holding that a 40-foot access road built in conjunction with a freeway project served a public purpose even though it would provide access to a single businessSummary of this case from Village of Round Lake v. Amann
No. 37852. Judgment affirmed.
Opinion filed November 26, 1963.
APPEAL from the Circuit Court of Boone County; the Hon. WILLIAM R. DUSHER, Judge, presiding.
PEDDERSON, MENZIMER CONDE, of Rockford, and STROM STROM, of Belvidere, (CLIFFORD A. PEDDERSON and JOHN A. STROM, of counsel,) for appellants.
WILLIAM G. CLARK, Attorney General, of Springfield, (HAROLD G. ANDREWS and RICHARD E. QUINN, Special Assistant Attorneys General, of counsel,) for appellee.
This is an appeal from an order entered by the circuit court of Boone County, in an eminent domain proceeding granting the motion of the petitioner, the Department of Public Works and Buildings, for an immediate vesting of certain real estate belonging to the defendants pursuant to the provisions of section 2.2(b) of the Eminent Domain Act. Ill. Rev. Stat. 1961, chap. 47, par. 2.2(b).
The Department of Public Works and Buildings filed a petition seeking to condemn certain real estate owned by the defendants Joe Farina and Angelina Farina. The petition alleged that the purpose of acquiring the real estate is to widen and improve State Bond Issue Route No. 5 (FA Route 194, section 6), which highway was declared by the Department as a freeway on June 26, 1945, and that the work and improvement is a public work, is for a public use and constitutes a public purpose. State Bond Issue Route No. 5 is located east of Cherry Valley and Rockford, and runs approximately in an easterly and westerly direction in front of defendants' property located north of the highway. The defendants objected to the Department taking two pieces of property which will be hereafter referred to as parcel 1 and parcel 2.
The defendants' theory is that the real estate is being taken from them for a purely private purpose and not a public one; that the taking of this property does not have any public usefulness, utility, advantage or benefit and is a manifest abuse of the power of eminent domain.
Parcel No. 1 is owned by the defendant Joe Farina and is a part of the presently existing street known as Welty Avenue, which has been in use by the property owners abutting on said street since before 1930 but which nevertheless is claimed as the private property of the defendant Joe Farina and regarded by him as a private road. Welty Avenue is 60 feet in width and extends north for approximately 700 feet and deadends at a railroad track. The Department seeks to appropriate the southerly 200 feet of this street.
Parcel No. 2, which is owned by the defendant Angelina Farina, abuts on the highway and has a frontage of approximately 41.5 feet and extends north along the easterly side of Welty Avenue from the northerly line of the new proposed highway approximately 90 feet. The portion of parcel 2 which the Department proposes to condemn is the northerly 24 feet thereof. The southerly 66 feet is to be unimproved and to lie idle. The portion actually taken would be 41.5 feet in length and 24 feet in width and would extend from Welty Avenue to the property east of parcel 2. The property to the east consists of 22 acres with 1,000 feet of frontage on the highway and on which has recently been constructed a laboratory by Ibsen Industries, Inc., whose building is located about in the center of the tract.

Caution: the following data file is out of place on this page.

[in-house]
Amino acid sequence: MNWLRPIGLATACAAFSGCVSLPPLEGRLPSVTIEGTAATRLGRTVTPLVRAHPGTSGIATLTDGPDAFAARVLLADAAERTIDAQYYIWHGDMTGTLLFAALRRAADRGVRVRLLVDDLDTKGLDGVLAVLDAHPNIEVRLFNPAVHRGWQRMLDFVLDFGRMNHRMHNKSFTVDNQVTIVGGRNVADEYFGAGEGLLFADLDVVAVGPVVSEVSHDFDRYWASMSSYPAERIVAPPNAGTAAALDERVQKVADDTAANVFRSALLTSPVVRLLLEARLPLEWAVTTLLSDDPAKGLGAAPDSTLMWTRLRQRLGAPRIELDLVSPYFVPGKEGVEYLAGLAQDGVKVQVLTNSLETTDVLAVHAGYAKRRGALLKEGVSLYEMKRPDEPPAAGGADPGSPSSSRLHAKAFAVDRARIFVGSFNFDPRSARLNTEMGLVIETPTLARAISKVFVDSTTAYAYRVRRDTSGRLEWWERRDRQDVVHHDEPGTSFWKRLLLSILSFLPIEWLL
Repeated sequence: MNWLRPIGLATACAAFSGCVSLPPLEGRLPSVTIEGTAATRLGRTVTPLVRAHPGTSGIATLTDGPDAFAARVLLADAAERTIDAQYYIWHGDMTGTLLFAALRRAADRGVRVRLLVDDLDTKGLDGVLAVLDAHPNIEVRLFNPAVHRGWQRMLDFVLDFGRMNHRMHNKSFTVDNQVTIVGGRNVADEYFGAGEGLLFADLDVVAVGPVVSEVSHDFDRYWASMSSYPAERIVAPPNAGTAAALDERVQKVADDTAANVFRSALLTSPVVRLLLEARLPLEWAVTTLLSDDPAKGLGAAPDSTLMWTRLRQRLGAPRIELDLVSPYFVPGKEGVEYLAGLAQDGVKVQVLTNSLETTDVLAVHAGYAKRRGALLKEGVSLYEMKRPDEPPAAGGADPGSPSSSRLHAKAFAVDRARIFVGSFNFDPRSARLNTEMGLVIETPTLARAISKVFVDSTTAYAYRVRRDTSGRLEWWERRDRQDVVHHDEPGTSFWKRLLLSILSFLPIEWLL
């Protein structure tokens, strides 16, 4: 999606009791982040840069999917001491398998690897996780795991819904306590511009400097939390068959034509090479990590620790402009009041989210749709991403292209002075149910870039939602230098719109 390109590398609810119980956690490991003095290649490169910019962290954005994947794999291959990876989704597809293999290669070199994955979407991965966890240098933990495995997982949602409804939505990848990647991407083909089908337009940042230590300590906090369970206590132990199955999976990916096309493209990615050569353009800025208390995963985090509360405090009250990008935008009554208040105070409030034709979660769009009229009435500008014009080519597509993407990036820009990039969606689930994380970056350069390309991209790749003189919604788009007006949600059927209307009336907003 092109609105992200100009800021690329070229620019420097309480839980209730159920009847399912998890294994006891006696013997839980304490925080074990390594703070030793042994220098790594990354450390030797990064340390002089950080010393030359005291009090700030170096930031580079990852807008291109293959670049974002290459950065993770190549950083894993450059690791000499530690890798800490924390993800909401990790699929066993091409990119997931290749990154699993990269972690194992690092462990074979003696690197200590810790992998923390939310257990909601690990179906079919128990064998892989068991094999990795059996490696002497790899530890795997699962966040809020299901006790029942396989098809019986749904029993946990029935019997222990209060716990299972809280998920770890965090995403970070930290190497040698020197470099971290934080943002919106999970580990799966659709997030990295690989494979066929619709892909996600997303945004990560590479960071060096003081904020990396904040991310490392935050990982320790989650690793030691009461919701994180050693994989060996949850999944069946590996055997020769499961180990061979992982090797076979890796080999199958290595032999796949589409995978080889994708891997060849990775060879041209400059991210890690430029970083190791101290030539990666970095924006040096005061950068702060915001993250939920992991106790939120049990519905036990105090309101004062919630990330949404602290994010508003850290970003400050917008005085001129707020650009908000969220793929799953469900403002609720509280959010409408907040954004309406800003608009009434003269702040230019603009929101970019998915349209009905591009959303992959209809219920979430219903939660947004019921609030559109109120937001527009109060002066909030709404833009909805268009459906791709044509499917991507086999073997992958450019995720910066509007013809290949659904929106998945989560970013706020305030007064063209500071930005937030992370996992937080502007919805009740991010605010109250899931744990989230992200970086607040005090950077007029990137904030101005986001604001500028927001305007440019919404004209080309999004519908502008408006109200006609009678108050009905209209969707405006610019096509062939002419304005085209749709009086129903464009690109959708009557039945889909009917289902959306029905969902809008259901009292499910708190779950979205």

The defendants do not question the right of the petitioner, Department of Public Works and Buildings, to institute, in a proper case, condemnation proceedings, and agrees that the law is well established that the State of Illinois has the right in the first instance to determine what is a public purpose and a public benefit. It is equally well established that the courts have a right to inquire and to render the final determination as to whether a use or a purpose is within the limits of a legislative discretion, that is, whether or not a land sought to be condemned is to be used for a public or private purpose. However, the authority and power of the Department of Public Works and Buildings in establishing, maintaining and improving the highways of the State is broad and plenary and it is only in the exceptional case where such authority and power have been manifestly abused that the court will interfere. ( Department of Public Works and Buildings v. Lewis, 411 Ill. 242.) The general rule is that, where the right of eminent domain is granted, the necessity for its exercise, within constitutional restrictions, is not a judicial question, and its exercise is not a proper subject for judicial interference or control unless to prevent a clear abuse of such power. Poole v. City of Kankakee, 406 Ill. 521; Zurn v. City of Chicago, 389 Ill. 114; Department of Public Works and Buildings v. McCaughey, 332 Ill. 416; Limits Industrial Railroad Co. v. American Spiral Pipe Works, 321 Ill. 101.
Nevertheless, private property cannot be condemned for a purely private purpose or for a private use which benefits the public only incidentally. Litchfield and Madison Railway Co. v. Alton and Southern Railroad, 305 Ill. 388; Town of Kingston v. Anderson, 300 Ill. 577.
The defendants argue that the property which the petitioner seeks to condemn does not confer any benefit upon the general public. They specifically insist, with regard to parcel 1, that Welty Avenue was created by the subdivider of Riverside Farm and has been a road or a highway since the recording of the subdivision and is for the use and benefit of those living on either side of it. The defendant argues that this land is not needed for the improvement or the widening of the highway, that the general public is not going to be benefited in any respect and that as the parcel has been used for a street for over 30 years condemning it now for street purposes does not make sense.